Monday, January 23, 2012
This has definitely been a snowless winter for many parts of Kansas. We had the big snowstorm before Christmas in western Kansas, but since that storm, there hasn't been any significant snow events for our area. Storms that move up from the desert Southwest are usually notorious for producing widespread snows, and we've had several come through the southwest, but the lack of cold air has allowed the precipitation type to be predominately rain.
If the recent trends continue and winter ended now, this would be the least snowiest winter on record for Wichita. Our annual snowfall is around 15-16 inches. We'll make it into the top 10 least snowiest winters if we have less than 3.9" for the season. So far, we are stuck at .4".
I'm not a huge fan of snow, but I'd like to have at least 1 or 2 good winter systems to track before we head into spring. And when I think back to how hot it was last summer, it makes me want snow just a little bit more. Whew, we should hope next summer is not as extreme as the last.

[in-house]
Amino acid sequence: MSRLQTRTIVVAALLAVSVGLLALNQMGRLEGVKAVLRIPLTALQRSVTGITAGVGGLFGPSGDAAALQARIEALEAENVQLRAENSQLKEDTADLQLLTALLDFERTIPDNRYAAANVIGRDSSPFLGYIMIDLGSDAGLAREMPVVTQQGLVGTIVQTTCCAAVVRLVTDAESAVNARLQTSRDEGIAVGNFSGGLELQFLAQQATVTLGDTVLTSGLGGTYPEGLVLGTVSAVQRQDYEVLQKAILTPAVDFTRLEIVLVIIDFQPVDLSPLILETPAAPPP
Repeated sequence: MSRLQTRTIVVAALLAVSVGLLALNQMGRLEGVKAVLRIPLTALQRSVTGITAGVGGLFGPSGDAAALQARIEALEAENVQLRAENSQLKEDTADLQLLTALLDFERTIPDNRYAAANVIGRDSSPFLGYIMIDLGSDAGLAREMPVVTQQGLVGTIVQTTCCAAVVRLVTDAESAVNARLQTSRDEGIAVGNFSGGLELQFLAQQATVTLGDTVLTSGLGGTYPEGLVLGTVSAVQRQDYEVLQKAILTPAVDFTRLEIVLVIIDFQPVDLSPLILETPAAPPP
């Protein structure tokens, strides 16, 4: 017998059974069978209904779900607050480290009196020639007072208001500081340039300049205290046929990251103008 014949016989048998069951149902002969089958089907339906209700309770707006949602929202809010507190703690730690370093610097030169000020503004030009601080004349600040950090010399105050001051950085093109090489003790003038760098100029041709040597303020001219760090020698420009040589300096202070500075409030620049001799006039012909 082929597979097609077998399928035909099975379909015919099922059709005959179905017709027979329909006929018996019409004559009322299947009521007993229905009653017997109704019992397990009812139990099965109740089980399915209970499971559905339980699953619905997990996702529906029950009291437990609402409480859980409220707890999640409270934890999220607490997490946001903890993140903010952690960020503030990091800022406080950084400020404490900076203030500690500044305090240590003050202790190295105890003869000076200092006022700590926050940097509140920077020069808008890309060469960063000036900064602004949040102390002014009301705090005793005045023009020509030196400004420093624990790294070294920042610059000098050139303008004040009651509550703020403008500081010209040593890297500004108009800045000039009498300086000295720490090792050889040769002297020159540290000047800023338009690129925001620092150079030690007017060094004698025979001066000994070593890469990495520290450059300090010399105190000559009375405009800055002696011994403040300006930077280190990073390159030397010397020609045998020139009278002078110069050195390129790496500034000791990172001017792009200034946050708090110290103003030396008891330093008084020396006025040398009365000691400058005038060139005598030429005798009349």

Tuesday, January 3, 2012
This winter has been "snowless" for many areas across the United States. Places like Chicago where normally they would have about 10-12 inches of snow already for the season, have only 2 inches. Milwaukee, WI averages about 15 inches of snow by this point in the season, but have only recorded 1.7" Check out the picture I've attached here. The top picture is the current winter, and the bottom picture is from two years ago when "El Nino" was influencing our winter pattern. It is a striking difference the two winters. The lack of snow in the northern Plains is allowing air masses that move out of Canada to warm up as they move south.
Why the lack of snow? Some people want to contribute it to the very hot summer we had, but you can't connect the two. Remember, several people thought we would have a very bad winter because of the extreme heat, but that hasn't happened. What is contributing to the lack of snow is the La Nina phenomenon that sets up in the Pacific Ocean and forces the storm track further north.
I still expect the 2nd half of January to be colder with increasing chances for moisture. There will be better chances for snow, now that we are in January, but we'll figure out precipitation type as the storms get closer.
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